From March et al, "Learning from samples of one or fewer:"
Hypothetical histories play a role in organizational learning similar to that of mental models or simulations in studies of individual learning. Organizations use small samples of specific historical events to construct theories about events, and then simulate hypothetical histories that can be treated as having interpretive significance comparable to, or even greater than, the history actually experienced. In this process, the analysis of unique historical outcomes emphasizes identifying the underlying distribution from which that realization was drawn rather than explaining the particular draw.
A pervasive contemporary version of hypothetical histories is found in the use of spread sheets to explore the implications of alternative assumptions or shifts in variables in a system of equations that portrays organizational relations. More generally, many modern techniques of planning in organizations involve the simulation of hypothetical future scenarios, which in the present terms are indistinguishable from hypothetical histories. The logic is simple: small pieces of experience are used to construct a theory of history from which a variety of unrealized, but possible, additional scenarios are gener- ated. In this way, ideas about historical processes drawn from detailed case studies are used to develop distributions of possible futures.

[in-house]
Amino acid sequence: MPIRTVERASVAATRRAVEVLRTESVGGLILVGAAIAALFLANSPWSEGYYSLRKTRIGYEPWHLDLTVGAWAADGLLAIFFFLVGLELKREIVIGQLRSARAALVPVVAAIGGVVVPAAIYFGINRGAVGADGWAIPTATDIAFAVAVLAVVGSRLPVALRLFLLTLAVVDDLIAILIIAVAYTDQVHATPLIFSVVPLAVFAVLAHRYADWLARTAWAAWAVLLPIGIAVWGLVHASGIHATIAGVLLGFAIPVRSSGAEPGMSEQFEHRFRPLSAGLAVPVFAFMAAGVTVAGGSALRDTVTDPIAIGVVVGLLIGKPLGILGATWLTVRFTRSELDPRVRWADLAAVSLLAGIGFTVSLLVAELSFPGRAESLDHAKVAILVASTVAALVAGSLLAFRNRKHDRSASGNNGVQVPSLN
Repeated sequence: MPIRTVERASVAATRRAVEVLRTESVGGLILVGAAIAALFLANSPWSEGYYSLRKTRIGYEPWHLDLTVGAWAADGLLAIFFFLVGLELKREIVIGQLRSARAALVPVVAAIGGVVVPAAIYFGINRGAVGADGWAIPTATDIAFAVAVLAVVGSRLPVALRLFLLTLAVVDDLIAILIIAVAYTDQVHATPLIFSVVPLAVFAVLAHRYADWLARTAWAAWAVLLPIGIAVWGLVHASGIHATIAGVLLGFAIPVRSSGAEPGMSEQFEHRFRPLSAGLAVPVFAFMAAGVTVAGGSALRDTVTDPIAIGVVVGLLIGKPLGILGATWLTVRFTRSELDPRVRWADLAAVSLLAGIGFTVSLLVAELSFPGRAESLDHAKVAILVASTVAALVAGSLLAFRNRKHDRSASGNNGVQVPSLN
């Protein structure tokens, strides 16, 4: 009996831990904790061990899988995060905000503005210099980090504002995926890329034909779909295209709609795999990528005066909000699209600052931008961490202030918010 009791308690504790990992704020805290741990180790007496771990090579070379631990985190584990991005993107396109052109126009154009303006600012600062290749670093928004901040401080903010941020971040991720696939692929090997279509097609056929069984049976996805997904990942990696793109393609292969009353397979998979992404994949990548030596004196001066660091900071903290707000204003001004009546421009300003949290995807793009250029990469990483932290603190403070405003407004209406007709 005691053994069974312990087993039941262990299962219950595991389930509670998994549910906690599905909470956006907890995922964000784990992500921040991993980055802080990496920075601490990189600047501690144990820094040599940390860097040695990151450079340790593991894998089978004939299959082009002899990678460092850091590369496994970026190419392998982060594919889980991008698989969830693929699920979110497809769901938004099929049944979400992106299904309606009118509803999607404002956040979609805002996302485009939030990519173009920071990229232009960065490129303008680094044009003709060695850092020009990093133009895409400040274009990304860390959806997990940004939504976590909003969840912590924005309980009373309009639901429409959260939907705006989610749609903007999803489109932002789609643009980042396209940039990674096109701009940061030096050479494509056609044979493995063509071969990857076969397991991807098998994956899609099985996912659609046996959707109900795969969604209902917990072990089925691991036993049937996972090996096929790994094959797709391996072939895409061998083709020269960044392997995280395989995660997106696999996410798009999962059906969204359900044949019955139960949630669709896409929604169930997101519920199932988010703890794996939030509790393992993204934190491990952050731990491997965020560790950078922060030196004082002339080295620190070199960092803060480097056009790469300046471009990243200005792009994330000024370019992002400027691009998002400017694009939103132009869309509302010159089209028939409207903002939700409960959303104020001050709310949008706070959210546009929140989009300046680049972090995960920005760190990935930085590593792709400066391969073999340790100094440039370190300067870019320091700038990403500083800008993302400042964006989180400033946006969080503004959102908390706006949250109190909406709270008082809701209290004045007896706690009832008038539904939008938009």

Organizations expand their comprehension of history by making experience richer, by considering multiple interpreta- tions of experience, by using experience to discover and modify their preferences, and by simulating near-events and hypothetical histories. They try to learn from samples of one or fewer.
I've sometimes thought that if we combined historical case studies with scenarios, some clients would learn more. It's a commonplace that, as Paul Saffo says, you should look back twice as far as you look forward (on the theory that, in our fast-changing world, the "change you've lived through in the last 10 years is a predictor of what you are likely to experience in the next 5"); but March's work leads me to suspect that if we more explicitly tapped into organization's use of hypothetical histories, we could make them better at thinking about the future.
Of course, as an historian I would think that.